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Paul Schrader turns the lens on Bob Crane ... and?


There's an invigorating, inspiring film about a famous dead person opening in a couple of weeks: Julie Taymor's Frida, which is loving (but never unconditionally so) and every bit as rousing as its subject matter, painter Frida Kahlo. Taymor is a visionary making movies through kaleidoscope eyes, whereas director Paul Schrader, the auteur of this week's biopic, Auto Focus, is an ordinary mortal peering only through the camera's tiny lens. Taymor sees a thousand miles outside the box; Schrader has become the box, a master of convention. Auto Focus, the story of Bob Crane's obsession with porn -- making it, watching it, starring in it -- is as mild as the Bob Crane most of America knew (and forgot about). Schrader got that much right: Crane, a lecher sporting a cardigan grin, was a bore. So is much of the movie Schrader has made about him.

When you're making a movie about a sitcom star with a hard-on for hard-ons, there's plenty of room left to dick around with the cold, hard corpse. But Schrader isn't up for having a good time. He's a sideline adjudicator, passing judgment on a guy who isn't worth judging. Had Crane not been murdered in a Scottsdale, Arizona, motel in 1978, he'd be a footnote to a paragraph in the TV history books. At best, we're given the highlights of a man Schrader believes was a lowlife.

We see Crane (played by Greg Kinnear, hardly a look-alike but equally two-dimensional) working as a respected Los Angeles disc jockey and married to his high-school sweetheart, Anne (Rita Wilson). We see him on the set of Hogan's Heroes, where he meets and falls for costar Patti Olsen (Maria Bello). We see him with John Carpenter (Willem Dafoe, sleazy again), the video-equipment salesman who introduced Crane to the latest home-movie technology and was accused of introducing him to the wrong end of a tripod. We see Crane and Carpenter cruising strip clubs, picking up "chickies," filming their exploits and -- in a rare instance when the film's dark humor cajoles a prolonged laugh -- jerking off in tandem to their handiwork. We see Crane on the dinner-theater circuit, where has-beens go to vanish. And, at movie's end, we see him murdered in his motel.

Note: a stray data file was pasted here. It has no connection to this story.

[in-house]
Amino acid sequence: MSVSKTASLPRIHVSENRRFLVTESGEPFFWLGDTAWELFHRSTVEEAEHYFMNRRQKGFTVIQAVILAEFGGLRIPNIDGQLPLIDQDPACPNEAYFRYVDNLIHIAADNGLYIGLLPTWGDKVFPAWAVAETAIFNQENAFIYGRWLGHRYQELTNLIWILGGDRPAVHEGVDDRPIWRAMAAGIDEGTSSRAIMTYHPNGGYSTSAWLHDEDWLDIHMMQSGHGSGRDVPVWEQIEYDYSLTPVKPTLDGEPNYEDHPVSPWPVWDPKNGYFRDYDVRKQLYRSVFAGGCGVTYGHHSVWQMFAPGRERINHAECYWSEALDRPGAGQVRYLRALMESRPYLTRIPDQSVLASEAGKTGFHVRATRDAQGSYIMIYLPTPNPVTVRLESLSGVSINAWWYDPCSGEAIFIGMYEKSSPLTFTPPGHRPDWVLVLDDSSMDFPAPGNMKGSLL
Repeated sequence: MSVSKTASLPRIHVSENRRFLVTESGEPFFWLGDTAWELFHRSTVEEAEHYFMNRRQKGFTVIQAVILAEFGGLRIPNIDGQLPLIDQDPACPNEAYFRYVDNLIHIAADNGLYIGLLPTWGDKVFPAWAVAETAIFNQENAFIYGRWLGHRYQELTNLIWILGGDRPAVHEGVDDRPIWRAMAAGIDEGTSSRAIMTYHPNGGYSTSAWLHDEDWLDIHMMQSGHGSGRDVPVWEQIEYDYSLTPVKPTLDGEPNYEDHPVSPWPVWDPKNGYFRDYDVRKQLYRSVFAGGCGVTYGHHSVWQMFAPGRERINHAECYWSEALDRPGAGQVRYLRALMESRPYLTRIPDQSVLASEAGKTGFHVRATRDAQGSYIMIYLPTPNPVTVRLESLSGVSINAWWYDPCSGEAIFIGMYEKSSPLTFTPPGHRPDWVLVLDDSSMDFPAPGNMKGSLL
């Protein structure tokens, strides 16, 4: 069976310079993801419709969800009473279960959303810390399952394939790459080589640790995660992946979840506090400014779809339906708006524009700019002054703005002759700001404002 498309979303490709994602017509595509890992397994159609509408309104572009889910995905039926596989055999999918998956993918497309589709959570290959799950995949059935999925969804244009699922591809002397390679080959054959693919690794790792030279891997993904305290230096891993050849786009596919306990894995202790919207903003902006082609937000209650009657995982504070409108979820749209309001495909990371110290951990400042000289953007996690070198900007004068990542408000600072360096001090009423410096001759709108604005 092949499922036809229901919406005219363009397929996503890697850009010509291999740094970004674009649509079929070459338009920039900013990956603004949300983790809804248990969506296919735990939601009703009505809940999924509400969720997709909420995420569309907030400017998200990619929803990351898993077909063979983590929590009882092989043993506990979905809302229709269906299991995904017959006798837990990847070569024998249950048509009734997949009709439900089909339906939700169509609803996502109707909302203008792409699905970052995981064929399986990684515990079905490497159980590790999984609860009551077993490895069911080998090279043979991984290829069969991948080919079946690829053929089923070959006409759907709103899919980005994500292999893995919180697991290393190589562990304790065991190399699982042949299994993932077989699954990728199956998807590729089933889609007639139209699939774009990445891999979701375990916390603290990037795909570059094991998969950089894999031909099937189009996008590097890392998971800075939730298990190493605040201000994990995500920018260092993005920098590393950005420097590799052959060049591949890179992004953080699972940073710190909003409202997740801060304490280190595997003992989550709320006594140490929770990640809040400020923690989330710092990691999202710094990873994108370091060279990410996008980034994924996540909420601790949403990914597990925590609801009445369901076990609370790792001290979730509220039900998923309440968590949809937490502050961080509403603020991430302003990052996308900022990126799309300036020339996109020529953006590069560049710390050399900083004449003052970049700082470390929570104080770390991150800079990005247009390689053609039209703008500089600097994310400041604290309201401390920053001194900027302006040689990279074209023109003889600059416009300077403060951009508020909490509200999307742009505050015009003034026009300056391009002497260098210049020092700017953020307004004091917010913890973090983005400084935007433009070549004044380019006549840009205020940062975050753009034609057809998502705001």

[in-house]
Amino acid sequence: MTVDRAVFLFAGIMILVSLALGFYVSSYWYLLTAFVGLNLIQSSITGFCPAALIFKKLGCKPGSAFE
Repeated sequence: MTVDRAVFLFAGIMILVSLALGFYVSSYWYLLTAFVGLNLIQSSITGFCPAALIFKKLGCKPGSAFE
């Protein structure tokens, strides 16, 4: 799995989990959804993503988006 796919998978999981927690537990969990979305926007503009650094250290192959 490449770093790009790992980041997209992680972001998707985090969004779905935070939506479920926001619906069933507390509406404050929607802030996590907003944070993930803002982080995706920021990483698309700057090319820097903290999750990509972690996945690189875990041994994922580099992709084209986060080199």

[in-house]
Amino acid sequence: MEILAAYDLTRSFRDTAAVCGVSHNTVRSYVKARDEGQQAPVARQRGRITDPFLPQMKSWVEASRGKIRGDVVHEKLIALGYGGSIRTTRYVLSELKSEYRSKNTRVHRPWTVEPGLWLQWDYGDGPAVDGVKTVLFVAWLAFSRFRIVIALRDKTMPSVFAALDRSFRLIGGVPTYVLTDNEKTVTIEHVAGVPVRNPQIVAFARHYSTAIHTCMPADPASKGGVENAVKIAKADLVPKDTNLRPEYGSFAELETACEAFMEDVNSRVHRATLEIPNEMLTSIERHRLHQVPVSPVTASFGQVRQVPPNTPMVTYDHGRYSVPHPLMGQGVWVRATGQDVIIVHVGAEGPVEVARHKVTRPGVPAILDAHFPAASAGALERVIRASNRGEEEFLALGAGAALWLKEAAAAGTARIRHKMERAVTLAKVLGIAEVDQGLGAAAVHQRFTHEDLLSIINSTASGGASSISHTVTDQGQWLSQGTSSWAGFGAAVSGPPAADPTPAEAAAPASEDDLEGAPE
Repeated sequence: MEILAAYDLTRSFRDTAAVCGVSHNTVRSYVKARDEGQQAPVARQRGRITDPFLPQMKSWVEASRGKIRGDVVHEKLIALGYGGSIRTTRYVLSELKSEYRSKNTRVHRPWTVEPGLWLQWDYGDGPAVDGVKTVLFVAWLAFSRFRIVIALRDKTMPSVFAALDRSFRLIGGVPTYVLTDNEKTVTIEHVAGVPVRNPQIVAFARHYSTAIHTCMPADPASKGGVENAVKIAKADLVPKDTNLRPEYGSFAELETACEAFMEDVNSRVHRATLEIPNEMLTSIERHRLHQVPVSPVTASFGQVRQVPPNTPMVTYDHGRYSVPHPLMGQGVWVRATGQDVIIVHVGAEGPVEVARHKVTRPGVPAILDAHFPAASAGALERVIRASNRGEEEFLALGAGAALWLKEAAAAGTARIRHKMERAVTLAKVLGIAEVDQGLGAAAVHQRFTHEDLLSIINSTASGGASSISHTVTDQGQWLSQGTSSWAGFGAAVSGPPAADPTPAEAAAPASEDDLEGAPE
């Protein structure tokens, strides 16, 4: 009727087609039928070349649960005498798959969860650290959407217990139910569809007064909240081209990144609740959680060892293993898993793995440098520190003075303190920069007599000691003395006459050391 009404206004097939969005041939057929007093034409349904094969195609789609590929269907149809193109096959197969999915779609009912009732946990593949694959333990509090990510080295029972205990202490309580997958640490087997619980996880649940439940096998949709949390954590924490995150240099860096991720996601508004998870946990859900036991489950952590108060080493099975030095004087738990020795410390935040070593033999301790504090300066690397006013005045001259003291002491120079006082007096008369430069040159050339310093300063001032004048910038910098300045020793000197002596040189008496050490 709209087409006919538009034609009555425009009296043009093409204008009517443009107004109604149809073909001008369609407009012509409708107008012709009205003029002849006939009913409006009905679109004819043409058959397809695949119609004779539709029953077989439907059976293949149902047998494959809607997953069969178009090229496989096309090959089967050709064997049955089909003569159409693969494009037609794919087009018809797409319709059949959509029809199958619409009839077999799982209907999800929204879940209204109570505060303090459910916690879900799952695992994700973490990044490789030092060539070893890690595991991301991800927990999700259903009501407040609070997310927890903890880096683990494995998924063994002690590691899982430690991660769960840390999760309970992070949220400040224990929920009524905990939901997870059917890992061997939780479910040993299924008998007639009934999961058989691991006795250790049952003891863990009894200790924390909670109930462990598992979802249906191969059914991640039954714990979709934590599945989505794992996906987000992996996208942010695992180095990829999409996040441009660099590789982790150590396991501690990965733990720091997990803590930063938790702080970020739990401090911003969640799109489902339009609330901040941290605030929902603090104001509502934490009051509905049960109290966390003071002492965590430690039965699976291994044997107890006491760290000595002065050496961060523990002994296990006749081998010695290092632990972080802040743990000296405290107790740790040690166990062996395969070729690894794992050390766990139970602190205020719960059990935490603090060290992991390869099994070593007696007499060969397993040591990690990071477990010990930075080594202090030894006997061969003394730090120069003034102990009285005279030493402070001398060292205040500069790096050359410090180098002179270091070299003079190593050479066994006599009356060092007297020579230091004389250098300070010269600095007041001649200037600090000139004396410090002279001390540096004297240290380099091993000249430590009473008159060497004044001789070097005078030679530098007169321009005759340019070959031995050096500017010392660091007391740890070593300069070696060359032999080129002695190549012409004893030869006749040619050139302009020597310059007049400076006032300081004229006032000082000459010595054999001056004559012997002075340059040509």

Auto Focus isn't the disturbing work of a heretic and seer, as more than one reviewer has insisted. Nothing about Auto Focus merits its flickering on the big screen; it's too timid, too ashamed of its subject matter. Only once does Schrader allow himself to freak out -- when Crane, in a dream, finds himself on the Hogan's set, watching the cast have at Patti Olsen -- but it's such a poorly staged sequence it feels like self-parody. Schrader goes instead for cheap laughs, putting the 1968 hit "Girl Watcher" on the soundtrack while Bob snaps his pervy pics. It's the sign of a lazy filmmaker who can't think of anything better.

Schrader has little interest in Crane anyway; he sees him primarily as a symbol of corrupted celebrity, as someone who used his fame to get women to take off their clothes. In interviews, the filmmaker keeps insisting he's not judging Crane -- while calling him a "creep" -- but Auto Focus says just the opposite: This film about sex is so joyless, so astonishingly unsexy, that it's like watching porn with your grandfather. Watching the homemade porn that Crane's son Scotty sells on is a far more revelatory and disquieting experience than this self-righteous bore. Ironic, isn't it, when a movie about a sex fiend doesn't have any balls?

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